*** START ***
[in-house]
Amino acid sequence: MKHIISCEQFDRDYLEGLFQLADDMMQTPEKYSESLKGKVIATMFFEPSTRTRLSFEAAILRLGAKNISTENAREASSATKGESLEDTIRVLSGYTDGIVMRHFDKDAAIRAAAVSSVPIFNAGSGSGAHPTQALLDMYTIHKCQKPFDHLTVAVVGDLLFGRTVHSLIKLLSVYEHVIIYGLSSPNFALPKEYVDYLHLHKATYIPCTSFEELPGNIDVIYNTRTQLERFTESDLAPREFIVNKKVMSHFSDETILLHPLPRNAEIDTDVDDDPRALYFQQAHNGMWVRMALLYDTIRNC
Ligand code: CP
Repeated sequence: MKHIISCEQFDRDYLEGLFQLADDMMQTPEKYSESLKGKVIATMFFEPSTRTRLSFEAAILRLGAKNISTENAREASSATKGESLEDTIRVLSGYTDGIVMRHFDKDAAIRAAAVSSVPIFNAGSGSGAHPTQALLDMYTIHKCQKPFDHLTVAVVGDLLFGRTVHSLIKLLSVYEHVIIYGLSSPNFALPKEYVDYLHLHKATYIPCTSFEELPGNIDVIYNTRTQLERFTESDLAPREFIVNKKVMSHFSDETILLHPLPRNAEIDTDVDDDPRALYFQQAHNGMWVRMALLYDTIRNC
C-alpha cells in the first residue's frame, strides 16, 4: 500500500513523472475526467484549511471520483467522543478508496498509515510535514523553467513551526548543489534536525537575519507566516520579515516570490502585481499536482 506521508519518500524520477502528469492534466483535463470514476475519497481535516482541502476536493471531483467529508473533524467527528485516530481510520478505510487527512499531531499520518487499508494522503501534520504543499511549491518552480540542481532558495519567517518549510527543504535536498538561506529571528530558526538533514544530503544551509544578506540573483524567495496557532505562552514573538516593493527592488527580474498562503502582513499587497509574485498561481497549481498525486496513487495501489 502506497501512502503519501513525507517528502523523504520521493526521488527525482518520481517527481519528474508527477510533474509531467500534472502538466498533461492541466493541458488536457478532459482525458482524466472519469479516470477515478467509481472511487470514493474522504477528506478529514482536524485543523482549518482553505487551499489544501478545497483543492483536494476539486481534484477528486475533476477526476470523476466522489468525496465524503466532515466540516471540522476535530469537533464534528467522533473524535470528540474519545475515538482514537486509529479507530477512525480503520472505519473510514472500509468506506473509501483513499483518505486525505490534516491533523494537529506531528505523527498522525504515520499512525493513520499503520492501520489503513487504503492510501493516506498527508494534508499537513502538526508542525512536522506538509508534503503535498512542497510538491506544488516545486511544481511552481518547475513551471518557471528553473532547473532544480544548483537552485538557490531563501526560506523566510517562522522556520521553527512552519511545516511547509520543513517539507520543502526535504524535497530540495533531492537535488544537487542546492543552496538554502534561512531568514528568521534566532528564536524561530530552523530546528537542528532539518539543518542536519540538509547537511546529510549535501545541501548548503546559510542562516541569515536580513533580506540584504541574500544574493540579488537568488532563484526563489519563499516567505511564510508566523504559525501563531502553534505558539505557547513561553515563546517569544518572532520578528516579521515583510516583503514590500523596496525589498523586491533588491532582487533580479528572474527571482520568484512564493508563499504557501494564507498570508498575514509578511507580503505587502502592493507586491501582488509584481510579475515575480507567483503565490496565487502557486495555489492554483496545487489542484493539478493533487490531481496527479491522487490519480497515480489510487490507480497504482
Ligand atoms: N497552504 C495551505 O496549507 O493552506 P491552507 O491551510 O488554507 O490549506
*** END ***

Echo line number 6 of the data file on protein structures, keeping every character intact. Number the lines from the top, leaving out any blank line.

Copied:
Ligand atoms: N497552504 C495551505 O496549507 O493552506 P491552507 O491551510 O488554507 O490549506